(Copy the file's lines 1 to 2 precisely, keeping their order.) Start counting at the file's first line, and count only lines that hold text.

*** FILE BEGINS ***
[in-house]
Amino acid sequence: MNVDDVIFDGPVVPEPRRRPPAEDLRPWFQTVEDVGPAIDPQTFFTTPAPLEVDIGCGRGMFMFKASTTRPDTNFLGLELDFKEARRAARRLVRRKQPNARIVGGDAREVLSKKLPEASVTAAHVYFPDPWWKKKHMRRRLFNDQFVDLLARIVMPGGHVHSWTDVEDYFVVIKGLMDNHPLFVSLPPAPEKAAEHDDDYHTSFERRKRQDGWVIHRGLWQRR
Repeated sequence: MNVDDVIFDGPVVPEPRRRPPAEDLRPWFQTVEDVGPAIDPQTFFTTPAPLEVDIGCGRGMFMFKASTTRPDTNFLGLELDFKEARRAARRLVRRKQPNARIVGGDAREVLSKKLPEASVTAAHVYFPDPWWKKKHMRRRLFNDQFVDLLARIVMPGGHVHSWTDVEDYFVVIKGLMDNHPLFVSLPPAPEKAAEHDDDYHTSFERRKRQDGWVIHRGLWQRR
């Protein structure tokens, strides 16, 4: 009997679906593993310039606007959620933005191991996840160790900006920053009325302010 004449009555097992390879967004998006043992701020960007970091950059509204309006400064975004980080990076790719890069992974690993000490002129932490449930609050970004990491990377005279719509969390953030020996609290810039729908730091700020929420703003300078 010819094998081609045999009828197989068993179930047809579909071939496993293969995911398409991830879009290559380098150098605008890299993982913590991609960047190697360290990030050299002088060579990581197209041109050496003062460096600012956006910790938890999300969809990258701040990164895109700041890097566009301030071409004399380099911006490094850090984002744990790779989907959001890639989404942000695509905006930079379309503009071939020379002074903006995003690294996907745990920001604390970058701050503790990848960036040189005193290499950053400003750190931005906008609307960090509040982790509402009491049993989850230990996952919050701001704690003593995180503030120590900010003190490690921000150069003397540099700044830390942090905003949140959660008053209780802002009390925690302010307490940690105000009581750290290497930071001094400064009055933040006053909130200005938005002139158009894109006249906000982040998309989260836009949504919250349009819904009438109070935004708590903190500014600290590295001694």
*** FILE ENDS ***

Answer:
[in-house]
Amino acid sequence: MNVDDVIFDGPVVPEPRRRPPAEDLRPWFQTVEDVGPAIDPQTFFTTPAPLEVDIGCGRGMFMFKASTTRPDTNFLGLELDFKEARRAARRLVRRKQPNARIVGGDAREVLSKKLPEASVTAAHVYFPDPWWKKKHMRRRLFNDQFVDLLARIVMPGGHVHSWTDVEDYFVVIKGLMDNHPLFVSLPPAPEKAAEHDDDYHTSFERRKRQDGWVIHRGLWQRR